Ollie Pope’s superb 91 not out helped England recover on the first day of the deciding third Test against the West Indies at Old Trafford on Friday with the batsman admitting “it’s a weight off my shoulders”.

England were in trouble at 122/4, with second Test century-makers Dom Sibley and Ben Stokes, as well as captain Joe Root, all out cheaply.

But Pope, who ended the day in sight of his second Test hundred and the under-pressure Jos Buttler, 56 not out, shared an unbroken stand of 136 that left England on 258/4 when bad light forced an early close.

Pope’s effort was all the more admirable as his first three innings this series had yielded scores of just 12, 12 and seven.

He was unbeaten on another 12 as England completed a 113-run win in the second Test, also at Old Trafford, to leave this three-match contest all square at 1-1.

“It does feel like a little bit of a weight off the shoulders,” Pope told Sky Sports.

‘Intense environment’

International cricket’s first series since the coronavirus lockdown has seen both teams confined to on-site hotels at both the Ageas Bowl, the venue in Southampton for the first Test, and Old Trafford.

Pope said he had struggled with being unable to return home between Tests.

“To be honest, I’ve found it challenging being in such an intense environment – not being able to get out and see family,” explained the 22-year-old Surrey batsman.

“You go back to your room and you’re back looking over the cricket pitch.”

West Indies captain Jason Holder won the toss and his decision to field was defended by opening batsman Kraigg Brathwaite.

“There was moisture in the wicket, and we thought as a team we wanted to utilise it,” he said.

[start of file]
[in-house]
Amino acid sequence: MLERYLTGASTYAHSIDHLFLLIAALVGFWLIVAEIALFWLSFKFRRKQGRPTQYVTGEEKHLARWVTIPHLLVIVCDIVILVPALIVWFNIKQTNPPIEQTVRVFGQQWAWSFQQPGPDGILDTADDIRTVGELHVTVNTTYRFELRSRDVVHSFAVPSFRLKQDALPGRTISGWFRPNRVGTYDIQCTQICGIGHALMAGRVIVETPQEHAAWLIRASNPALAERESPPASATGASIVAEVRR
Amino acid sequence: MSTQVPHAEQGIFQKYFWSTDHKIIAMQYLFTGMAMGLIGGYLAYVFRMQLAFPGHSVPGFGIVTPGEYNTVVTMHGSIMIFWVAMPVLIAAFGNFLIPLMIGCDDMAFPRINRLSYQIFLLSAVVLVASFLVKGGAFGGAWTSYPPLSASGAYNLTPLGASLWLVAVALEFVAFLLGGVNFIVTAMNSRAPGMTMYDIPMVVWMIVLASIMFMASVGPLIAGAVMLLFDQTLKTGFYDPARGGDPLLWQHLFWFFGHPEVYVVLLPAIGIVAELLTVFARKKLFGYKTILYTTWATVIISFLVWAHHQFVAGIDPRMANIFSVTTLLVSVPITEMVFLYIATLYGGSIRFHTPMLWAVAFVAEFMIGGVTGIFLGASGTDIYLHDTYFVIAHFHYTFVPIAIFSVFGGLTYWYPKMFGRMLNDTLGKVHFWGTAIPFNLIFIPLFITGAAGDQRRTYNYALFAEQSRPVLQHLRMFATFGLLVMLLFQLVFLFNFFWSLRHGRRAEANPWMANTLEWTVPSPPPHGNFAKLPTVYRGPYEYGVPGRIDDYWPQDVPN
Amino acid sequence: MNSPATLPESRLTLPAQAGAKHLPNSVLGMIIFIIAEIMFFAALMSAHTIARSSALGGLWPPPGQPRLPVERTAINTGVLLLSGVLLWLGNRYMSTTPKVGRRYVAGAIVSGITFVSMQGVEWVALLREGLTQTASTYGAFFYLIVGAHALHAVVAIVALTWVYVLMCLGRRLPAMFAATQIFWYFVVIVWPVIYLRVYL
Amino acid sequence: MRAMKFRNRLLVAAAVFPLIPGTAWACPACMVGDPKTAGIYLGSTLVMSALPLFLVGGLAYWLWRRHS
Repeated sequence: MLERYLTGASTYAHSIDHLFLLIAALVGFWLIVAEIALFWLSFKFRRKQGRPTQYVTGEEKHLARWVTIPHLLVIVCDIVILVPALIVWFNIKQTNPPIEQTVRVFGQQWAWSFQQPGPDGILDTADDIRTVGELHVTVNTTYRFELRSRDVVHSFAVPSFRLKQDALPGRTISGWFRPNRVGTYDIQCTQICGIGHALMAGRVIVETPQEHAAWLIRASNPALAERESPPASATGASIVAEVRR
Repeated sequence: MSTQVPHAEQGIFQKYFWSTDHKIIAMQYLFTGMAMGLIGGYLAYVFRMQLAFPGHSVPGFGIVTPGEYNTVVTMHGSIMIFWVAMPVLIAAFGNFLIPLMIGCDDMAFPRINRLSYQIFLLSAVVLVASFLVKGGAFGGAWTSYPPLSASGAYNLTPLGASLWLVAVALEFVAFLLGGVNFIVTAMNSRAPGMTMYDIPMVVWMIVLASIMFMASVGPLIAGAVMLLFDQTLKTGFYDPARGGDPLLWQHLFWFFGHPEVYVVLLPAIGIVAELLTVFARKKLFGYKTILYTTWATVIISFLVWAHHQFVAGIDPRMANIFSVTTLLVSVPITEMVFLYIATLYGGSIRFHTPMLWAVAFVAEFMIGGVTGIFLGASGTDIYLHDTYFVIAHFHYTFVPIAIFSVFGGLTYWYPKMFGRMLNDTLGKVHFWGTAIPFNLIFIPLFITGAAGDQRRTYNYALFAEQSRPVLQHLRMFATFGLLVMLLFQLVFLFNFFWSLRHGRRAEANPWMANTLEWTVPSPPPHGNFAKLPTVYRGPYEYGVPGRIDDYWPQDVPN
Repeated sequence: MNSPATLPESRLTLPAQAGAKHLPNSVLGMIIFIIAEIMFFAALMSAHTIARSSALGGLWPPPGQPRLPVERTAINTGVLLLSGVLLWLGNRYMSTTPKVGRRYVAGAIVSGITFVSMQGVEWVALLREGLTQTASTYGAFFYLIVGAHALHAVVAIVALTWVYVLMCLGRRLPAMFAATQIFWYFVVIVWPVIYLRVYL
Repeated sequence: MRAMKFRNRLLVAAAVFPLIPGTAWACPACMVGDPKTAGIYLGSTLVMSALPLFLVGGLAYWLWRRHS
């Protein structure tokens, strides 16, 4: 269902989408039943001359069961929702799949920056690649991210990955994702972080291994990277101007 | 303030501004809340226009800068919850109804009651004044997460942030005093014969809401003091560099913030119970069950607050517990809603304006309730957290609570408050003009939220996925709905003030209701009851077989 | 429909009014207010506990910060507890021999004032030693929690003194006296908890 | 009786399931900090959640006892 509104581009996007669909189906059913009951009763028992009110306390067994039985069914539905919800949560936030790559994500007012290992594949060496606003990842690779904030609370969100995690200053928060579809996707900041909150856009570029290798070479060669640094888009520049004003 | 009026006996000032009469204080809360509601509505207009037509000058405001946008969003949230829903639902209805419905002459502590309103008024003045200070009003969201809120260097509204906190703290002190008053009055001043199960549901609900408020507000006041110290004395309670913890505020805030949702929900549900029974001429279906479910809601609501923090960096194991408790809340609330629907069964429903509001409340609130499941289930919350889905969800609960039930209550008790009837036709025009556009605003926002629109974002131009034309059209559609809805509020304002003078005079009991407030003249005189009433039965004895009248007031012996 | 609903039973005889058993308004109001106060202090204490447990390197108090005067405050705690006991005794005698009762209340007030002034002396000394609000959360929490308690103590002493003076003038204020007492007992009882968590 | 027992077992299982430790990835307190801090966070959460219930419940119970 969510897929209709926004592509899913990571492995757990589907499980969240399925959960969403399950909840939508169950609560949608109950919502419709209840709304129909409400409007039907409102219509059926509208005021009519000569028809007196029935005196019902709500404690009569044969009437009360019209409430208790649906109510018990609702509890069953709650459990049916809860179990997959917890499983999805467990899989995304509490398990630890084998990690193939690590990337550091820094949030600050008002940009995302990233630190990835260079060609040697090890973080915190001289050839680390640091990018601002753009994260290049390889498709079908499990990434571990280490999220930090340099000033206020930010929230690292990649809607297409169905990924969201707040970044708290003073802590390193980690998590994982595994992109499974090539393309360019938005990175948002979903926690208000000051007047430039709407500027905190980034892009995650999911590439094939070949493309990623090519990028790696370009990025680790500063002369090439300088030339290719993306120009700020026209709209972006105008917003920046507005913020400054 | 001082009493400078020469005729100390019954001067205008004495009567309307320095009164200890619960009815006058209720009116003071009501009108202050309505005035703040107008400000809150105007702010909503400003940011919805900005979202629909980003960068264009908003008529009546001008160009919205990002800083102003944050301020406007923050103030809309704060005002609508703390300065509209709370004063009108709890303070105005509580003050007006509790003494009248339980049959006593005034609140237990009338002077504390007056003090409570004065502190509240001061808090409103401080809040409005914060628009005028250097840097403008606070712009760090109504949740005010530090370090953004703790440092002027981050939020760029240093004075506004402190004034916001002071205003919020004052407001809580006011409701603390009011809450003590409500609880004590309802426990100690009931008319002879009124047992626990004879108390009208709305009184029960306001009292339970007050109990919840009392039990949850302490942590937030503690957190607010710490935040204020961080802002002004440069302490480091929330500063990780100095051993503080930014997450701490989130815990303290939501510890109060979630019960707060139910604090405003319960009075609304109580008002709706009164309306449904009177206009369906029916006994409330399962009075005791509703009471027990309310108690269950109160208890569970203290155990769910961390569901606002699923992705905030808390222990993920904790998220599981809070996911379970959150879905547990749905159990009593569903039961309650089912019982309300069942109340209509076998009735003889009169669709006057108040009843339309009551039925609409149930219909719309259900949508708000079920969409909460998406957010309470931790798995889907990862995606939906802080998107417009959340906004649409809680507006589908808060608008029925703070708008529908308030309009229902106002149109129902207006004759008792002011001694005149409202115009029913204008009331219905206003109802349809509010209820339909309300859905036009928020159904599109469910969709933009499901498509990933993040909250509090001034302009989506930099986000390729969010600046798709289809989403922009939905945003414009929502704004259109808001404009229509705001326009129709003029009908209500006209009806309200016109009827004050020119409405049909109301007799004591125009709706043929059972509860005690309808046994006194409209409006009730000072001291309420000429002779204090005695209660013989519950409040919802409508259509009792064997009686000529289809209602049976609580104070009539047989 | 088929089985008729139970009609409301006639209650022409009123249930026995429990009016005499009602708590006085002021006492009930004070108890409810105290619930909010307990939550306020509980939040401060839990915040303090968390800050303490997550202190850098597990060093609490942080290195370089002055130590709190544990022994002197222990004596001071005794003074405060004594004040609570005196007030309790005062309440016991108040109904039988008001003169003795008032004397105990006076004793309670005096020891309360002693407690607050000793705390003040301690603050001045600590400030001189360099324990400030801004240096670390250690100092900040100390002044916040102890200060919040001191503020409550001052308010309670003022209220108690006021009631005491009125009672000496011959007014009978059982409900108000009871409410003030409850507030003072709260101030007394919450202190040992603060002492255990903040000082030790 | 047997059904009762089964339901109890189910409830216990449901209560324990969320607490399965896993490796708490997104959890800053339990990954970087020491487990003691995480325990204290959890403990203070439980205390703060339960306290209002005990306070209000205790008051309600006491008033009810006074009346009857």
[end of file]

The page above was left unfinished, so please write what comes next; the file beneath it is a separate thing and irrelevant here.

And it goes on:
“They (England) got a good partnership, but I don’t think we’re out of it, to be honest.”

England brought in express quick Jofra Archer and veteran spearhead James Anderson for the dropped pair of batsman Zak Crawley and left-arm paceman Sam Curran.

Opening batsman Sibley, who made a near eight-hour hundred in the second Test, fell for a five-ball duck when lbw to fast bowler Kemar Roach.

Root run out

In came Root, who gifted his wicket on 17 when, going for a risky single, he was run out by Roston Chase’s direct hit from backward point.

Stokes, now the world’s top-ranked all-rounder after innings of 176 and 78 not out in the second Test, was effectively playing as a specialist batsman after a quad injury cast doubt over his bowling fitness.

He was, however, brilliantly set-up by Roach who, having tested him with a couple of short balls, clean bowled the left-handed batsman with one that seamed back.

Rory Burns made a composed fifty before the recalled Rahkeem Cornwall, belying his 6ft 6in and some 22 stone frame, held an outstanding one-handed slip catch following a fiercely-edged cut off fellow spinner Chase.

Pope had a lucky break on 30 when a miscued pull off Shannon Gabriel evaded a diving Chase, running back from mid-on.

World Cup-winning wicket-keeper Buttler, whose Test place was under threat following 13 innings without a fifty, upped the tempo by hoisting spinner Cornwall for two sixes in four balls.

“The way Jos plays, if he’s in, he’s going to be scoring runs pretty fluently,” said Pope, who entered the 90s with an elegant on-driven four off Roach.

Archer had been omitted from the second Test after making an unauthorised trip home that breached England’s bio-secure ‘bubble’.

But even though no fans are allowed into grounds in a behind closed doors series, this year’s #RedForRuth initiative still raised $361,243 on Friday.

Former England captain Andrew Strauss helped establish a charity after his wife Ruth died from a rare form of lung cancer affecting non-smokers in 2018.

The Ruth Strauss Foundation also assists families facing the death of a parent.

(With AFP inputs)

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